Area Academic Contact: Professor Mark Webber, Head of the School of Government and Society, firstname.lastname@example.org
Security is a very broad topic, understood in different ways by different disciplines.
The breadth of Birmingham's expertise in fields related to 'security and conflict' can be seen from this partial list of areas of focus: international relations, strategic studies, peacekeeping, development and post-conflict reconstruction, military history, security technologies from digital security to airport scanning equipment, counter-terrorism and policing, counter-IED simulations and the use of virtual reality in military training, resilience, crime and community justice, defence medicine focusing on battlefield trauma and injuries, food security, energy security, and environmental security / climate change.
Birmingham's researchers have important external relationships with key government partners, including the Ministry of Defence, the NHS, the RAF, the Defence Academy, the Defence Science and Technology Laboratory (DSTL), DFID, and the Foreign and Commonwealth Office. External links also exist with international organisations and foreign governments. The International Development Department (IDD) in the School of Government and Society, for example, has undertaken consultancy for partners such as the OECD, the United Nations Development Programme (UNDP), and authorities in Nepal, South Africa, Sierra Leone and Tunisia.
The range of work - both research and teaching - being carried out across the University can be browsed via the Security and Conflict Hub.
Collaborative links are being actively pursued by a subset of those at the University of Birmingham working in security as broadly defined. These areas are profiled below, and grouped by School. Those interested are encouraged to look at the full range to understand the potential for interdisciplinary work in this area at Birmingham.
School of Government and Society
Conflict and Security Studies - This research group includes the work of newly-appointed Professor of International Security, Stefan Wolff. Professor Wolff is currently leading a project funded by the Economic and Social Research Council (ESRC) examining UK Conflict Resolution Capacity.
Institutions, Institutional Change and the Defence Policy of the European Union' - This is a major ESRC-funded project led by Professor Anand Menon that examines the role of the European Union in international affairs.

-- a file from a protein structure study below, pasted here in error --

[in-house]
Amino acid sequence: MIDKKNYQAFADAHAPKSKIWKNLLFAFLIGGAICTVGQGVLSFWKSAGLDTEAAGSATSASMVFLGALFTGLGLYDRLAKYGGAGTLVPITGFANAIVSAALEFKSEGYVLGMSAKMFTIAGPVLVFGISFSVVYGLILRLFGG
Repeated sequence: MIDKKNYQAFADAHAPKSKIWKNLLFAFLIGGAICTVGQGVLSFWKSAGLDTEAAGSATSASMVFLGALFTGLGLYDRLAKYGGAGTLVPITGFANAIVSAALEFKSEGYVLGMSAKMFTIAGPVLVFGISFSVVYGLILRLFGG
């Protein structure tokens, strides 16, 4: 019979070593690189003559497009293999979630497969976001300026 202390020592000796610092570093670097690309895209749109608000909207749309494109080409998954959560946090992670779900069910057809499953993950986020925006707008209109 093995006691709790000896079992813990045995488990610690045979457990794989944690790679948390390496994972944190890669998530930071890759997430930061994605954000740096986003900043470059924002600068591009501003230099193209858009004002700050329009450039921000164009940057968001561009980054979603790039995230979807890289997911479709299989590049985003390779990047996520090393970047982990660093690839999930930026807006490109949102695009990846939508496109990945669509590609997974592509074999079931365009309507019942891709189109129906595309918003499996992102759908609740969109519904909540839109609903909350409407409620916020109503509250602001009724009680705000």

Narratives of Violence in the North Caucasus - This work is led by Dr Cerwyn Moore and is funded by the British Academy. It examines issues of identity and transversal politics.
The journal Civil Wars is located within the School under an editorial team led by Dr Edward Newman.
Russian foreign and security policy - Through the Centre for Russian and East European Studies, the University of Birmingham has a long history of work in this field. The Centre's current Director, Dr Derek Averre, has led a number of projects backed by the UK Ministry of Defence and other sponsors.
The Global Facilitation Network for Security-Sector Reform is directed by Professor Paul Jackson, Head of the Department of International Development. Professor Jackson has also been advising the peace process between the government and the Maoists in Nepal.
The newly-appointed Head of School, Professor Mark Webber, is a specialist in NATO, European security, and Russian foreign policy. He has made a major contribution to the notion of 'security governance'.
School of History and Cultures
The study of war and security is integral to the research and teaching within the School. Staff working in this area have been key to the success of History at Birmingham - History has received a research rating of 5 in all Research Assessment Exercises (RAE). In RAE 2008, 60% of its publications by staff were rated as internationally or globally significant.
The Centre for First World War Studies pursues an interdisciplinary and transnational approach to the history of the Great War. It aims to further our understanding of the seminal conflict of the twentieth century and to contribute to historical and social scientific reflections on the transformations of warfare in the era of ‘total war’. As the centenary of the outbreak of the conflict in 2014 now looms large, the Centre concentrates on three research strands: combat, mobilization, legacies. It intends to play a critical role on the national and international academic stage at a time when the populations of the former belligerent nations reflect upon the contemporary resonance of the war. The Centre is involved in a range of national and international collaborations. Following its recent success in European funding competitions, the Centre will soon boast one of the largest concentrations of First World War historians in Europe and already attracts excellent postgraduate and postdoctoral scholars.